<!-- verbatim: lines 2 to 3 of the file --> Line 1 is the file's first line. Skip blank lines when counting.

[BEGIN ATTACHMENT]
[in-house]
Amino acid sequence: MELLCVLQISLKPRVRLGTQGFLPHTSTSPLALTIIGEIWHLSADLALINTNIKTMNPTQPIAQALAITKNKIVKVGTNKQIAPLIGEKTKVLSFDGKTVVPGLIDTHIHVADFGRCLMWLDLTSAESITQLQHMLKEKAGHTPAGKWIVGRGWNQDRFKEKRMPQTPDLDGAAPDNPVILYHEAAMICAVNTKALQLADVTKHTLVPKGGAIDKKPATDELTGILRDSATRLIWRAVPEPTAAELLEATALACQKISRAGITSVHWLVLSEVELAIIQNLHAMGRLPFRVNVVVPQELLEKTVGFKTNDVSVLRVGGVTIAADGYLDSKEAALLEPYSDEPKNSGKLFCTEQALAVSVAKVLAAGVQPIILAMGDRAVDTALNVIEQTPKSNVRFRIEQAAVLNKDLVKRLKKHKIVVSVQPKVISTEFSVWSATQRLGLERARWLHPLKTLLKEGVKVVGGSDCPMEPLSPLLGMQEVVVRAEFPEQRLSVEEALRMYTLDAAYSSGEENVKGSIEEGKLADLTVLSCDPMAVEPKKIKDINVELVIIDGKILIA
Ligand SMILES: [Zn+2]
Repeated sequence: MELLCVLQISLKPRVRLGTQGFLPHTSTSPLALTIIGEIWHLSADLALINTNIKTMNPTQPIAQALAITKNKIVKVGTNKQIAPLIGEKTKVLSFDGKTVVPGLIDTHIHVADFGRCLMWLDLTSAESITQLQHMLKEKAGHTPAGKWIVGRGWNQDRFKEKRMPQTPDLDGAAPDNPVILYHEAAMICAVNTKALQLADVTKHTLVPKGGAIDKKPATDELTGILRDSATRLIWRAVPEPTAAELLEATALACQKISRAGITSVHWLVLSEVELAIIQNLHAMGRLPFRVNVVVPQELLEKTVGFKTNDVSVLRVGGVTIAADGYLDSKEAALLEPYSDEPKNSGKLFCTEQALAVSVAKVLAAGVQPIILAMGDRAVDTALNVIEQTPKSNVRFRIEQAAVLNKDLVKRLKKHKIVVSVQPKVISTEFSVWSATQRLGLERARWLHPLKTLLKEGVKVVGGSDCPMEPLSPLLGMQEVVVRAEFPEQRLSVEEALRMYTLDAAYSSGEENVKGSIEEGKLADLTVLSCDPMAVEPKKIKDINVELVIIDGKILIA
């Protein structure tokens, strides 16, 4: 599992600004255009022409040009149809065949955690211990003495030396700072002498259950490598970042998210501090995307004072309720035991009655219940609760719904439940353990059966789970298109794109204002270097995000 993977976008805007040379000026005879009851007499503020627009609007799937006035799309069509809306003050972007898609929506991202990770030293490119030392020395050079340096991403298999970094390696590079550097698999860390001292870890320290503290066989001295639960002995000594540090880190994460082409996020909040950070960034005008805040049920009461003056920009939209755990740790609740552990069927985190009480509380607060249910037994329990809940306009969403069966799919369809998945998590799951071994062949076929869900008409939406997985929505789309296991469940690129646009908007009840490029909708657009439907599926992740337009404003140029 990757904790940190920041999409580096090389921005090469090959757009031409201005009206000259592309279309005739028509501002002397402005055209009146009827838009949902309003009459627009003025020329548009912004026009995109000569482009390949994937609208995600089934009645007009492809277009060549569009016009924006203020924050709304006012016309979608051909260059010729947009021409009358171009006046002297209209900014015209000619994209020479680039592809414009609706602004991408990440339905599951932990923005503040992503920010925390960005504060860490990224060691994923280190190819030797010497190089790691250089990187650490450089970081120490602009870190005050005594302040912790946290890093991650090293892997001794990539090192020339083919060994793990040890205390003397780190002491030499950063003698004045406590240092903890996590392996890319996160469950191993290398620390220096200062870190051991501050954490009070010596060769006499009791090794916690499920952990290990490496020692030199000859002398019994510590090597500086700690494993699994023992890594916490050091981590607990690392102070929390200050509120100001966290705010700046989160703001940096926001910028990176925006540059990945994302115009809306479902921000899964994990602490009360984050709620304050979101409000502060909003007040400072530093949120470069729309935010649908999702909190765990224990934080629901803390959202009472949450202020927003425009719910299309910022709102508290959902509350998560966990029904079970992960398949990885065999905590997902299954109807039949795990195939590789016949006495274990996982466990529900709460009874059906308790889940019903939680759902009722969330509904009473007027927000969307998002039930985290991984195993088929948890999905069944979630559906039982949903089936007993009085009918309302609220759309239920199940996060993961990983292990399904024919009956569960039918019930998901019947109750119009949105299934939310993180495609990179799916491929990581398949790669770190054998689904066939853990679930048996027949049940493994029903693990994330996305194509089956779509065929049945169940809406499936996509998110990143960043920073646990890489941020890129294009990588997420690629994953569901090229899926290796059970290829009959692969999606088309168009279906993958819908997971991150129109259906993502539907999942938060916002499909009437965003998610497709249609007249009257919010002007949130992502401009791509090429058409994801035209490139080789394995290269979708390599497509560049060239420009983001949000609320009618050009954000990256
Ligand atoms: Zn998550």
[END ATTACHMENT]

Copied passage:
Amino acid sequence: MELLCVLQISLKPRVRLGTQGFLPHTSTSPLALTIIGEIWHLSADLALINTNIKTMNPTQPIAQALAITKNKIVKVGTNKQIAPLIGEKTKVLSFDGKTVVPGLIDTHIHVADFGRCLMWLDLTSAESITQLQHMLKEKAGHTPAGKWIVGRGWNQDRFKEKRMPQTPDLDGAAPDNPVILYHEAAMICAVNTKALQLADVTKHTLVPKGGAIDKKPATDELTGILRDSATRLIWRAVPEPTAAELLEATALACQKISRAGITSVHWLVLSEVELAIIQNLHAMGRLPFRVNVVVPQELLEKTVGFKTNDVSVLRVGGVTIAADGYLDSKEAALLEPYSDEPKNSGKLFCTEQALAVSVAKVLAAGVQPIILAMGDRAVDTALNVIEQTPKSNVRFRIEQAAVLNKDLVKRLKKHKIVVSVQPKVISTEFSVWSATQRLGLERARWLHPLKTLLKEGVKVVGGSDCPMEPLSPLLGMQEVVVRAEFPEQRLSVEEALRMYTLDAAYSSGEENVKGSIEEGKLADLTVLSCDPMAVEPKKIKDINVELVIIDGKILIA
Ligand SMILES: [Zn+2]